We’re not even done with GW yet, though! Games Workshop also produces several other games. The third title you’ll see in their stores is their licenced Lord of the Rings game. This is apparently actually pretty good, and much cheaper than the Warhammers to boot. The miniatures are less exciting, and it’s less well-played, but the system is decent from what I hear, and dude, they have a Balrog model. (And a Múmak.) Their smaller “specialist games” are largely only available online, but cover a much greater range of playstyles and are often – again – surprisingly good. Getting hold of the miniatures (which are occasionally old and/or rubbish) for them is difficult, but can be worth it, and the rules can be downloaded for free off GW’s website (the link points to one game’s rules as an example). My favourite of these has to be Necromunda. It’s a quick, dirty gang skirmish games in the Warhammer 40,000 universe, and it’s brutally fun. Gangs persist from game to game, and your gang members (of which you will usually have approximately 10 or 12) level up and accumulate stat advances, equipment, skills, and of course, horrible injuries/random deaths. It’s really rewarding to see your gangers go from boring Average Joes with pointed sticks or second-hand rifles to superhero swordmaidens and expert marksmen who can snipe two guys at a time.
Would I recommend any Games Workshop games? Sure. Necromunda is awesome fun, cheap, and characterful. Battlefleet Gothic can be very slow at times, but encourages a lot of thinking ahead, and the factions are extremely diverse. Those are the two Specialist Games that I’ve played and liked; I tried Inquisitor once, and had a pretty unenjoyable experience, although I think that was mostly to do with my opponent. (I tried a stripped-down version of it with several other people at a convention once and had a blast.) The Warhammers (I play 40K) I’m currently apathetic about, but people do have a lot of fun with them and – like I said – the miniatures and background are amazing, so if you’ve got the cash to spare, don’t let me hold you back.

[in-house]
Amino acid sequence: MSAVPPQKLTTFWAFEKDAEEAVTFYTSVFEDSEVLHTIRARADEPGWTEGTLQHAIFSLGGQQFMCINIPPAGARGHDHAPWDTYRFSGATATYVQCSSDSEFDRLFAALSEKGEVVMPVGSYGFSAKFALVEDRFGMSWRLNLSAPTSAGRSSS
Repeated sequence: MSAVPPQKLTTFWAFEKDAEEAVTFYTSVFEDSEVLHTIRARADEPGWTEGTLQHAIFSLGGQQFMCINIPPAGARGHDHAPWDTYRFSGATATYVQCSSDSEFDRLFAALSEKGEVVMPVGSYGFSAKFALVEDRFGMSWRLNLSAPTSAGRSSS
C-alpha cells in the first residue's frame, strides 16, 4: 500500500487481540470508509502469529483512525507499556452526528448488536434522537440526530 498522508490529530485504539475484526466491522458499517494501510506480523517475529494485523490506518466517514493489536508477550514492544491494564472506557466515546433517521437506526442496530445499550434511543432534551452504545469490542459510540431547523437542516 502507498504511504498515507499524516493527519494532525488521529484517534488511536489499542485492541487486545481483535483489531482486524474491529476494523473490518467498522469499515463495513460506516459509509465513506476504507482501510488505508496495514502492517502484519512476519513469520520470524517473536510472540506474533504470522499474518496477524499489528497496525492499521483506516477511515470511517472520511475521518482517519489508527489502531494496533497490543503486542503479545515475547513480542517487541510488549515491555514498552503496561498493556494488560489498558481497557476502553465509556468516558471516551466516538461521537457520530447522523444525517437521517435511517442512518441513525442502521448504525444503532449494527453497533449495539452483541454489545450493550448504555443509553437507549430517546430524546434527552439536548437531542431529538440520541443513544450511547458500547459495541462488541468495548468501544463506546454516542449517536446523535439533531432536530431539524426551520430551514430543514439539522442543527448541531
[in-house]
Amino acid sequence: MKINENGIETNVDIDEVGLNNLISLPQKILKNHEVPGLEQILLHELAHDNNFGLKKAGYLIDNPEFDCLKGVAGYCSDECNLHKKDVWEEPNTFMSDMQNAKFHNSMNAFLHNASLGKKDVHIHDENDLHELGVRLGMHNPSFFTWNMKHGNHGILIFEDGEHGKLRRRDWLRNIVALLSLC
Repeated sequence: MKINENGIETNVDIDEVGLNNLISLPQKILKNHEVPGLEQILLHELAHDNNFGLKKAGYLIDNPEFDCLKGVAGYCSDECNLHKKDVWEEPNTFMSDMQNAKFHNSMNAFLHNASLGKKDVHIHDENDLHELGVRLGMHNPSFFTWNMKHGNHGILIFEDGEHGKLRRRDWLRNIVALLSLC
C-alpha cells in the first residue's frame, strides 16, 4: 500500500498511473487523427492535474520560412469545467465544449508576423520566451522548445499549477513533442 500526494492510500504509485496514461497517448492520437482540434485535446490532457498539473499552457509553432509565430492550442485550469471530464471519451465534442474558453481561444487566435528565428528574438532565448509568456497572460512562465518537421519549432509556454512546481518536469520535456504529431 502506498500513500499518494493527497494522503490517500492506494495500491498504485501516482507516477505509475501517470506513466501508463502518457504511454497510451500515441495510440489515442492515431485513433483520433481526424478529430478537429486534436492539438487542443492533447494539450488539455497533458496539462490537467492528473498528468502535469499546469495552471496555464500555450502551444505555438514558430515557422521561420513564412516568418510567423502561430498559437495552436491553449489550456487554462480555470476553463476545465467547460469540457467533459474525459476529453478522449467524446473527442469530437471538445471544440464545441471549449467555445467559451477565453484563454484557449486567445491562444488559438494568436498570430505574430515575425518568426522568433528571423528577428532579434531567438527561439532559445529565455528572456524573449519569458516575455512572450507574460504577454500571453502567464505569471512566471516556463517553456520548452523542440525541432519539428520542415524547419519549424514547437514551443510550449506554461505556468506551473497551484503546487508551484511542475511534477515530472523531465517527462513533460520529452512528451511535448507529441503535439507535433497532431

Whew. That was long. Right, that’s Games Workshop covered. The other game company I play games from is its biggest competitor, Privateer Press. Privateer’s main export is the mighty Warmachine (and its sister game Hordes – the two are compatible). A steampunk skirmish game, Warmachine centres around big steam-powered robots and the highly-trained mages who control them. Your army will typically consist of a warcaster (one of these mages), some big robots or giant monsters depending on whether you’re using a Warmachine or Hordes faction, and supporting infantry or, as of recently, enormous war machines. Warmachine has a distinctive style, and Privateer’s miniatures have been improving and improving for several years now – the level of detail on their latest offerings is fantastic (although the price tag reflects it!). On top of that, the rules are clean, extremely well-written, and tactically deep and diverse. Privateer are going from strength to strength, and are now creating the huge and horribly expensive colossals, which says a lot – miniatures of this size and level of detail were hitherto the exclusive domain of Games Workshop.